Jeannine van der Linden, Founder of De Kamer, agrees and comments on this trend: “In a period of uncertainty, what becomes clear, both to us and also to the coworkers, is – what is it they need from an office space? Because what you need from an office space has just been an assumed received truth up until it was placed under pressure. And at that point, I think a lot of people are rethinking, ‘What is that for, exactly?’ There are a lot of important reasons to have a home (an actual physical place) for your business, but whether the reason to have that home is so that you and your team could sit at a desk is being relooked at every day.”
Although corporates have a wealth of resources at their disposal, Kitty warns that adapting to this new landscape isn’t that simple. She believes that although corporates are keen on this new challenge because they see the benefits now very clearly, “they underestimate the knowledge and experience that goes into running a shared space.”
It takes a lot of effort and true consideration of the parameters to smoothly run an office space today, both from a corporate and coworking perspective. It can be tedious and annoying to go through all the options and questions posed by management platforms such as Zapfloor, however Jeannine believes it offers businesses an invaluable opportunity. “It was like it was a free coaching program,” Jeannine. “You have to put all that in an automated system and that means you have to think about it.”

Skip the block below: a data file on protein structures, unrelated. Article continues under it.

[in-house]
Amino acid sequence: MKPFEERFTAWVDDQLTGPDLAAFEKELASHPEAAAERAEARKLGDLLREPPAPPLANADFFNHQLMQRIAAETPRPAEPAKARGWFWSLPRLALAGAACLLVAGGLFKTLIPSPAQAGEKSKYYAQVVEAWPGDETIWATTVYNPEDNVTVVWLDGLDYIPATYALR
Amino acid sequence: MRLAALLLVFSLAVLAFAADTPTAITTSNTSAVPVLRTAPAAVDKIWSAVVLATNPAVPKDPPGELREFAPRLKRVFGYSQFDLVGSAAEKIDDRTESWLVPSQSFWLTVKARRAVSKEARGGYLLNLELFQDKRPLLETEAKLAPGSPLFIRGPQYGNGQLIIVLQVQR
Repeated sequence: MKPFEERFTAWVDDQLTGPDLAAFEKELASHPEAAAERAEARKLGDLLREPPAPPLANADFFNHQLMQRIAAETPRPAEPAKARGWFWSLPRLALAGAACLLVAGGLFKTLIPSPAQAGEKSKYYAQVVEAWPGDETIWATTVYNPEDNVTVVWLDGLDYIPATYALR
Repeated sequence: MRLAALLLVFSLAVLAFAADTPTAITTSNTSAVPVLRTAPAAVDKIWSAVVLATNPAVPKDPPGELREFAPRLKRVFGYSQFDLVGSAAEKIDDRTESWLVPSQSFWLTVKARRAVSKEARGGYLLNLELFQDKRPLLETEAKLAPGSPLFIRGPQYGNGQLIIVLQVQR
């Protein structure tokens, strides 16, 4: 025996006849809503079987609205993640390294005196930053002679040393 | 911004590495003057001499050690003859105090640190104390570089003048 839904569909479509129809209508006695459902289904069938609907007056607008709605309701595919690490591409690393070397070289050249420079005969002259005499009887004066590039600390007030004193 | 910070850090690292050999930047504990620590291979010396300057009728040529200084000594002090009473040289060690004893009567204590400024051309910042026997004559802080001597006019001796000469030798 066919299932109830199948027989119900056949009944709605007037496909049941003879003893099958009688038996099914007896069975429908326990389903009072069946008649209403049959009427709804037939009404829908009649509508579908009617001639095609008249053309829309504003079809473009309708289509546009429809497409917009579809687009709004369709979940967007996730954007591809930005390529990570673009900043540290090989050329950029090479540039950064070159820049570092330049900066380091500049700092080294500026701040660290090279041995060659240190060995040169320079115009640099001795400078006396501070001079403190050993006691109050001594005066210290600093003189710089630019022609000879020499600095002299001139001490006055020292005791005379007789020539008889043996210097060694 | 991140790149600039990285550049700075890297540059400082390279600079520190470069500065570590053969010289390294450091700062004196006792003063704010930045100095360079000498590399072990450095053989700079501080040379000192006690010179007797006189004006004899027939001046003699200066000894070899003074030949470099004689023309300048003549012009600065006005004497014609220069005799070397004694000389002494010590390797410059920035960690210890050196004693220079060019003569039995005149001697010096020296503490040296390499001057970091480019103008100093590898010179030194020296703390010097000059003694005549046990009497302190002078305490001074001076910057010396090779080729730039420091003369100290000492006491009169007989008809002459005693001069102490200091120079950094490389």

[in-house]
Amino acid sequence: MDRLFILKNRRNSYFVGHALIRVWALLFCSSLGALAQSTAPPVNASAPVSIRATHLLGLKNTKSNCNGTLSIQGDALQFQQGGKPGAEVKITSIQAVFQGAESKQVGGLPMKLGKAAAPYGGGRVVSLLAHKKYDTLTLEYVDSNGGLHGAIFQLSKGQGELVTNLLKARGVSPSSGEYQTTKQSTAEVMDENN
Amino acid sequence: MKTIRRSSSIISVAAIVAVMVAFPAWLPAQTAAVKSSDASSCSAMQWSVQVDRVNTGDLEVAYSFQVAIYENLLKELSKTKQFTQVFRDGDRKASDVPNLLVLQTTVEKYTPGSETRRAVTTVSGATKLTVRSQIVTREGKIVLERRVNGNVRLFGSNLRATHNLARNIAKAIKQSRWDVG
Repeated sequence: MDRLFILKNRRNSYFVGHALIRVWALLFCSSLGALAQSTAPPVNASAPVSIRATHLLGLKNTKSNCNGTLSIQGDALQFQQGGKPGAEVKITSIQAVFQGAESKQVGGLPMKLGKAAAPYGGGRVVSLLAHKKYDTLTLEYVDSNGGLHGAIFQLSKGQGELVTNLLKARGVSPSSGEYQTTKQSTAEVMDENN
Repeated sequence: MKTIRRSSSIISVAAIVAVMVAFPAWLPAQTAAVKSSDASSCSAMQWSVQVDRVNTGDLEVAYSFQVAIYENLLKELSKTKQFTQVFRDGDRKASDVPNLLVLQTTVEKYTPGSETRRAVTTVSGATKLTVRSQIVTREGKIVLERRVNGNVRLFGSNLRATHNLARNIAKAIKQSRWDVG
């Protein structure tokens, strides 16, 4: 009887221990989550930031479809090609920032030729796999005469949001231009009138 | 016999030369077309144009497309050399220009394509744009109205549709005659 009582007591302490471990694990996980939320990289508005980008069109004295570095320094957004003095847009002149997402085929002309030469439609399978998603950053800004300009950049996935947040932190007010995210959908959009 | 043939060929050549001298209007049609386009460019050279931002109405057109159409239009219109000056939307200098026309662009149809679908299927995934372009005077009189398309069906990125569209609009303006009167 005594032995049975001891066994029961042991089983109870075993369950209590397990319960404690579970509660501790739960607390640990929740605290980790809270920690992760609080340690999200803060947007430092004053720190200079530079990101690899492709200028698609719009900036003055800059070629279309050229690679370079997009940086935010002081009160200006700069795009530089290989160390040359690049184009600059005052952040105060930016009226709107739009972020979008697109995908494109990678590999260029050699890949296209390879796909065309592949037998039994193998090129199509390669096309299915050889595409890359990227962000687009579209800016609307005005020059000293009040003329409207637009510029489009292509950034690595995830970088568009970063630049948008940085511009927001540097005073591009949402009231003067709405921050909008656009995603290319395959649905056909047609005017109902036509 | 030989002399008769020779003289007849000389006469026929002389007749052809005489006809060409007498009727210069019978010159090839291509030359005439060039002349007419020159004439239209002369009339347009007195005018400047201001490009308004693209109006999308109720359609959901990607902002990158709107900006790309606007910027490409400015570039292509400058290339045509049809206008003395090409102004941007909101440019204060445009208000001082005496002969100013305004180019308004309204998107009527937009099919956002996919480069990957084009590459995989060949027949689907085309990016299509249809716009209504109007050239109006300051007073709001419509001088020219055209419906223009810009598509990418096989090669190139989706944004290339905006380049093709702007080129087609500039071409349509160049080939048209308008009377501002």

Kitty explains. “Defining your office in numbers, leads people to kind of an existential exercise where they have to say, ’Okay, what are we offering? And what are the limits of my building?’ While defining those parameters, you are offering an exercise that usually annoys people but that is important when running a business.”
This crucial part is what Kitty believes is part of the underestimation of the sector: “You have not clearly defined what you want to achieve? Who you want to attract? How many chairs there are exactly that people can use at the same time, within the social distancing rule or considering productivity? Well, when you don’t know what you have in your shop, it’s hard to run the shop.”
In closing, we ask what advice they had for corporates and coworking spaces that are reassessing their office management systems. One of the biggest misconceptions Kitty often notices are coworking spaces or corporates that, when they start to tackle the issue of managing their workspace, think they already know exactly what their coworkers want. “I always advise them,” she says, “as follows: “Okay, you have a setup, let’s start with that. Then we’ll see what feedback is coming in.” And there are multiple ways to collect the feedback from surveys to suggestion boxes, to events at the office and feedback collected by staff on site.“
Jeannine feels that a golden opportunity to learn is being missed: “I think there are some things that coworking spaces do really, really well. And I think that on the corporate side, they do certain things really, well. One of the things that frustrate me greatly is that we don’t respect one another’s strengths enough to talk to each other; to learn from each other. And looking at it from your client’s perspective, if we talk to each other and work from our strengths, I think that we would find that our coworkers would be a lot happier.”